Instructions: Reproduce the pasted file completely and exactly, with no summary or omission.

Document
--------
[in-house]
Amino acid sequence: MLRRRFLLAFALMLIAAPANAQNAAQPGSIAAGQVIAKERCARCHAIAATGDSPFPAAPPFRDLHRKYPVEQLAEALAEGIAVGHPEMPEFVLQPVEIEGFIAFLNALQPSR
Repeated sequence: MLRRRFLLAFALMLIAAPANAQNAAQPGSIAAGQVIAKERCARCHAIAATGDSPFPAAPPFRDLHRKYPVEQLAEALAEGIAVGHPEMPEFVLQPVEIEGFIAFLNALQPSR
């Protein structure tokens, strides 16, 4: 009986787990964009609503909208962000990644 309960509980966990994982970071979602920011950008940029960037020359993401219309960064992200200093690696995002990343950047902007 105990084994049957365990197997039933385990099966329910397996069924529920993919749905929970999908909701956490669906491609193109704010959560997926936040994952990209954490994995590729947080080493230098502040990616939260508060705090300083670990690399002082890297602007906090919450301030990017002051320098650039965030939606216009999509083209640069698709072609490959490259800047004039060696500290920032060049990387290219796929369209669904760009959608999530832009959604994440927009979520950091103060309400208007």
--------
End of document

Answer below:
[in-house]
Amino acid sequence: MLRRRFLLAFALMLIAAPANAQNAAQPGSIAAGQVIAKERCARCHAIAATGDSPFPAAPPFRDLHRKYPVEQLAEALAEGIAVGHPEMPEFVLQPVEIEGFIAFLNALQPSR
Repeated sequence: MLRRRFLLAFALMLIAAPANAQNAAQPGSIAAGQVIAKERCARCHAIAATGDSPFPAAPPFRDLHRKYPVEQLAEALAEGIAVGHPEMPEFVLQPVEIEGFIAFLNALQPSR
């Protein structure tokens, strides 16, 4: 009986787990964009609503909208962000990644 309960509980966990994982970071979602920011950008940029960037020359993401219309960064992200200093690696995002990343950047902007 105990084994049957365990197997039933385990099966329910397996069924529920993919749905929970999908909701956490669906491609193109704010959560997926936040994952990209954490994995590729947080080493230098502040990616939260508060705090300083670990690399002082890297602007906090919450301030990017002051320098650039965030939606216009999509083209640069698709072609490959490259800047004039060696500290920032060049990387290219796929369209669904760009959608999530832009959604994440927009979520950091103060309400208007």